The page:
Trump's hush money trial continues with testimony from tabloid publisher

David Pecker, publisher and owner of the National Enquirer, was on the stand for a third straight day.
Trump Hush Money
Posted at 7:24 AM, Apr 25, 2024

Former President Donald Trump was back in a New York City courtroom Thursday as his criminal trial over alleged hush money payments continued.

The jury continued to hear expert testimony from former publisher and owner of the National Enquirer, David Pecker, who promised to be Trump’s “eyes and ears” during his 2016 presidential campaign, according to The Associated Press.

The alleged hush money payments were said to have been made to cover up a damaging story about the former president with a porn star on the eve of the 2016 election.

Pecker, Manhattan District Attorney Alvin Bragg’s first witness, was now on the stand for a third straight day.

Bragg claims Trump falsified records to hide payments to attorney Michael Cohen that were meant for porn actress Stormy Daniels and Playboy model Karen McDougal, as well as a former doorman at Trump Towner.

Pecker testified about Daniels and McDougal Thursday, but questioning was not over. A lot of the focus had been about intimidation tactics of the former president. Trump was accused of pushing Pecker to purchase the stories before they got out.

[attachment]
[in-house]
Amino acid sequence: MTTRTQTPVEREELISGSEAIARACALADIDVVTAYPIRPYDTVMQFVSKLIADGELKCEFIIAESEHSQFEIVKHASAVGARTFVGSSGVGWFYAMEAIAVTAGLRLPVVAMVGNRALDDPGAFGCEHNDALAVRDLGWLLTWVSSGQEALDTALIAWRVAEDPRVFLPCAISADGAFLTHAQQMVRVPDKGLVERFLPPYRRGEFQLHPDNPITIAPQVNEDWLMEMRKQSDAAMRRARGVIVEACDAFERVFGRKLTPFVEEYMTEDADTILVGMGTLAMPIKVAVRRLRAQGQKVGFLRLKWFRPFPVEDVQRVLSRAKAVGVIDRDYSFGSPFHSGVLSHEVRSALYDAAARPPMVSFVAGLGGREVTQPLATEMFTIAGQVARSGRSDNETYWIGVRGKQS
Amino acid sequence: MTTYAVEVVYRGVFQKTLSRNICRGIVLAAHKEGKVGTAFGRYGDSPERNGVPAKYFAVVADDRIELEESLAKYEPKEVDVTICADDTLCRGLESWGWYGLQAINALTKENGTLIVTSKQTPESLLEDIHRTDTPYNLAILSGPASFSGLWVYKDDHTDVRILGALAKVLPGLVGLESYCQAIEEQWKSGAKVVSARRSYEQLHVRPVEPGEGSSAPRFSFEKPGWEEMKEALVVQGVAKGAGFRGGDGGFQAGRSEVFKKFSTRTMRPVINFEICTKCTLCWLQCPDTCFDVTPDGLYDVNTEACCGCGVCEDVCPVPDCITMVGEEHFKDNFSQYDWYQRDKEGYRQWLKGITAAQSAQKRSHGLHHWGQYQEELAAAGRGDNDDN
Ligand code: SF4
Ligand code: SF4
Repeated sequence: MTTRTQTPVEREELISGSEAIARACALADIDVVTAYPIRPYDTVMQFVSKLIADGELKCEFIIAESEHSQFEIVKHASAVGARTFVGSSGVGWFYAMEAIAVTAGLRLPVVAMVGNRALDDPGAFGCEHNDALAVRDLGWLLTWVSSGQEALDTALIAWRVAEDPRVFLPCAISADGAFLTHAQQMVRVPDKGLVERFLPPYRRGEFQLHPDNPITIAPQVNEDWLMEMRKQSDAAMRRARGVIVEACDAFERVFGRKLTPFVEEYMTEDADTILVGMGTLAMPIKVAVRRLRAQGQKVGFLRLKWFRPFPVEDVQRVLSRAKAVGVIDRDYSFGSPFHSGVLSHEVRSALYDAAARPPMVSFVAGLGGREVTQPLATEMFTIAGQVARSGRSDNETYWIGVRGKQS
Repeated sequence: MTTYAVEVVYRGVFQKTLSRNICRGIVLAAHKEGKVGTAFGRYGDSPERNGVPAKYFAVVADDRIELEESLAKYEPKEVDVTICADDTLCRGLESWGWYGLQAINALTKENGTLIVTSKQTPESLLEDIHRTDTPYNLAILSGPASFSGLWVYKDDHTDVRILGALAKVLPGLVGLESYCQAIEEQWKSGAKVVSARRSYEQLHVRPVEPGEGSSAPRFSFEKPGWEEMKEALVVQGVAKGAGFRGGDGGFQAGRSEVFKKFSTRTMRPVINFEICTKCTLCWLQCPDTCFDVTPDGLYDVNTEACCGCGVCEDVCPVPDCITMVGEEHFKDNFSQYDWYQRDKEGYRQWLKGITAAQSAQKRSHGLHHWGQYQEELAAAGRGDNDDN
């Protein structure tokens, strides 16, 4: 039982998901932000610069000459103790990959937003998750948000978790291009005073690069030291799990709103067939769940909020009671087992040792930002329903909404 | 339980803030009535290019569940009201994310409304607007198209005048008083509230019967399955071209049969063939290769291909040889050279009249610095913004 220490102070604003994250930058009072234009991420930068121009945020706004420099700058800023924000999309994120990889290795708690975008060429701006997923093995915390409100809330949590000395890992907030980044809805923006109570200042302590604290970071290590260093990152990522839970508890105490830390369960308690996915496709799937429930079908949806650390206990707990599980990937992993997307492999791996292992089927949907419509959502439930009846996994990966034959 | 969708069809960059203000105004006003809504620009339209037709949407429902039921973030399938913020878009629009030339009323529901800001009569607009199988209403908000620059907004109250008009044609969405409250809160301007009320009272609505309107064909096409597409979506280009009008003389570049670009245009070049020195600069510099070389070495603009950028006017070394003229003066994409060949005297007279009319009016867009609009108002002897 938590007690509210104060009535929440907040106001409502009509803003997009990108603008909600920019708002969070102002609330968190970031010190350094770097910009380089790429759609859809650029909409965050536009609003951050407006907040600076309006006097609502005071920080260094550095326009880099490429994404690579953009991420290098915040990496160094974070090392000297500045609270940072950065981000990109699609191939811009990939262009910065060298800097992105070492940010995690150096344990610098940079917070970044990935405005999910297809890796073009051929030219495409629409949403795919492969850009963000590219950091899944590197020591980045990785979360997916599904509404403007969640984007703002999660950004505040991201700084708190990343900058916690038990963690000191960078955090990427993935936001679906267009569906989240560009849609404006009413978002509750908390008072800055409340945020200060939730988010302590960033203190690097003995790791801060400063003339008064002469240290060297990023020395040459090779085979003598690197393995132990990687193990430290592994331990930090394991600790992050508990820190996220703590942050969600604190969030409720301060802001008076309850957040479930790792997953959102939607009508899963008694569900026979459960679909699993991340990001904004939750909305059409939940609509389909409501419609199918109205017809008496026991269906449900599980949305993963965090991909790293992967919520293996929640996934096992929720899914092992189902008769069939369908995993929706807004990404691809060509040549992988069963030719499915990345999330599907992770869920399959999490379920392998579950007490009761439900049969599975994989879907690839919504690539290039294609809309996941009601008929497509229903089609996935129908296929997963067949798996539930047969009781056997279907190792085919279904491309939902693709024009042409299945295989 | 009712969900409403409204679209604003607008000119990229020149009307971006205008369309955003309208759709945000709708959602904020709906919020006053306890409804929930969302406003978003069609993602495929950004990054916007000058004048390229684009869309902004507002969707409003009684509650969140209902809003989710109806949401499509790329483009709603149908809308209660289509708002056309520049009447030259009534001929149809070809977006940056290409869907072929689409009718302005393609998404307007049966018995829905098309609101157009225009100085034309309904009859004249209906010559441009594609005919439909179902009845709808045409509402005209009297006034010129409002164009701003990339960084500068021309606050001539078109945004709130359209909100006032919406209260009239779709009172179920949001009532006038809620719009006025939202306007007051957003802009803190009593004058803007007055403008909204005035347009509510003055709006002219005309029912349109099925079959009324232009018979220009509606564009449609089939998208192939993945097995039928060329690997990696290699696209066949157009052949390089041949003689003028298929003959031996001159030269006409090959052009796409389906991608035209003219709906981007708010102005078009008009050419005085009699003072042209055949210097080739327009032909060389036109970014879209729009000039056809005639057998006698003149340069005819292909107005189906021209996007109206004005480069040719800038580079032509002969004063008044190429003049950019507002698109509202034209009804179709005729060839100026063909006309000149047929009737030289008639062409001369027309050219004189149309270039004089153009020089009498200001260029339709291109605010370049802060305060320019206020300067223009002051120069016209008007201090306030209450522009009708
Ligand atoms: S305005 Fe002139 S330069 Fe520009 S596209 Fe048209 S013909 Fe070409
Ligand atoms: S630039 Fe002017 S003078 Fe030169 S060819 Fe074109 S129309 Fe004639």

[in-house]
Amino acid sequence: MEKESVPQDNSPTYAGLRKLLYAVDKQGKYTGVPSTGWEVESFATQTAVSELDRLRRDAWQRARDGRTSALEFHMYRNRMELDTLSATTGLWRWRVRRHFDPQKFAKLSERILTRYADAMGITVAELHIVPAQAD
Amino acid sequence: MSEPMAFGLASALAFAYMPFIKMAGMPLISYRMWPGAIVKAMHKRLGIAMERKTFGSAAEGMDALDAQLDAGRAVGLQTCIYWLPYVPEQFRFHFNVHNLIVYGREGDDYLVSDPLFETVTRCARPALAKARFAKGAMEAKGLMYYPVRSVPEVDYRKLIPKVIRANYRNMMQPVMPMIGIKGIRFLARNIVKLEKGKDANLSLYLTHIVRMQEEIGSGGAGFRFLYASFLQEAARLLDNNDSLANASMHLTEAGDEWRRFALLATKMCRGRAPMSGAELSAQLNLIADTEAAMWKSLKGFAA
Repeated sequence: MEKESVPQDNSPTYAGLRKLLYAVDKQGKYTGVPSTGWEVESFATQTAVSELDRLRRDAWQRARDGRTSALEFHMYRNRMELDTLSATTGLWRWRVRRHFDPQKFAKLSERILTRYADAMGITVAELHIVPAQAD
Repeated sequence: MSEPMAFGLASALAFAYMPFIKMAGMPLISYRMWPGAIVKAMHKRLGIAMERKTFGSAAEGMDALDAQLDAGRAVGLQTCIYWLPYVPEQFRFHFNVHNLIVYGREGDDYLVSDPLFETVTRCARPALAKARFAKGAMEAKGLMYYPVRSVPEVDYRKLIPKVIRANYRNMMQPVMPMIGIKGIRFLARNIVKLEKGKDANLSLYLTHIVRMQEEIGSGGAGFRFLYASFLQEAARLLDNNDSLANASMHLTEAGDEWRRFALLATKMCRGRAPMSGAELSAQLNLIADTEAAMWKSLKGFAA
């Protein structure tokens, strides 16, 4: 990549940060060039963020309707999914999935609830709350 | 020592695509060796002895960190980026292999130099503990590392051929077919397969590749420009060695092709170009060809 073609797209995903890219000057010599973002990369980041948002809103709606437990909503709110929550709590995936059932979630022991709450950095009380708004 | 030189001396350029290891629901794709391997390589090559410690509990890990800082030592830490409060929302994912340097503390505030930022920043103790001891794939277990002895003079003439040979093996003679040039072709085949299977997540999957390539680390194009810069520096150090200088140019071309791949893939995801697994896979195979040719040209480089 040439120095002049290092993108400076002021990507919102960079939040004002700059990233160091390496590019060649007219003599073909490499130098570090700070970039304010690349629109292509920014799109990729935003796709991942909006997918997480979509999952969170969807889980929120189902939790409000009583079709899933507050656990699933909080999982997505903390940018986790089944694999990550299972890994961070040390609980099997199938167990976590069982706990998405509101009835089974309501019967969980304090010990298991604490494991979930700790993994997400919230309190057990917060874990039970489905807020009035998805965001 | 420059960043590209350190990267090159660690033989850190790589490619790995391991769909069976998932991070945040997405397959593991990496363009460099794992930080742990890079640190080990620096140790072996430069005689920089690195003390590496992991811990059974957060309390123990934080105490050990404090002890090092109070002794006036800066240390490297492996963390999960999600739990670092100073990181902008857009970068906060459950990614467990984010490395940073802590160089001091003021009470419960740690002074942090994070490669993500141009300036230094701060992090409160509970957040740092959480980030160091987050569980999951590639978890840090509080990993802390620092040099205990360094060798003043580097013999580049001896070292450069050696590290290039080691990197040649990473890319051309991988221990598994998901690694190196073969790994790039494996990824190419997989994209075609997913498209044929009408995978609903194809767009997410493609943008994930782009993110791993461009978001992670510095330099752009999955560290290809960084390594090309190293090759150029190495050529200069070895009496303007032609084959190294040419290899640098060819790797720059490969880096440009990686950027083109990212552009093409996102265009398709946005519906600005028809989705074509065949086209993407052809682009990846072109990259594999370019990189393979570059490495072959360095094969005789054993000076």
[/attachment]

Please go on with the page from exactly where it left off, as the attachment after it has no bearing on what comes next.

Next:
When Pecker was asked about purchasing Daniels’ story, he said he would not purchase it and get involved with a porn star. But Pecker later testified that Cohen said Trump would be angry if he didn’t do what was asked of him.

There was also focus on Thursday on a-catch-and-kill scheme to purchase and the suppress McDougal’s story. Pecker said Cohen is the one who suggested that he buy that story.

A big part of the morning related to McDougal's story focused on Pecker not being reimbursed immediately for it, which later hampered his desire to purchase Daniels’ story. There seemed to be a big discrepancy about who was going to pay for McDougal’s story.

At one point, Cohen said “the boss would take care of it,” essentially referring to Trump. Pecker later testified that he expected to be paid back for the money that he sent, and that he was later unwilling to buy the Stormy Daniels story because of the way things played out with the Karen McDougal story.

When court broke for lunch, Trump did not address the media.

Before Pecker’s testimony Thursday, prosecutors asked the judge if Trump had violated his gag order because of remarks made outside of court. This comes after the former president had been criticizing the judge on social media, which is not considered a violation.

Prosecutors will likely continue to file such motions against Trump.

While this trial continues, a Supreme Court in D.C. is hearing arguments over whether Trump can be prosecuted for his actions while he was serving as president.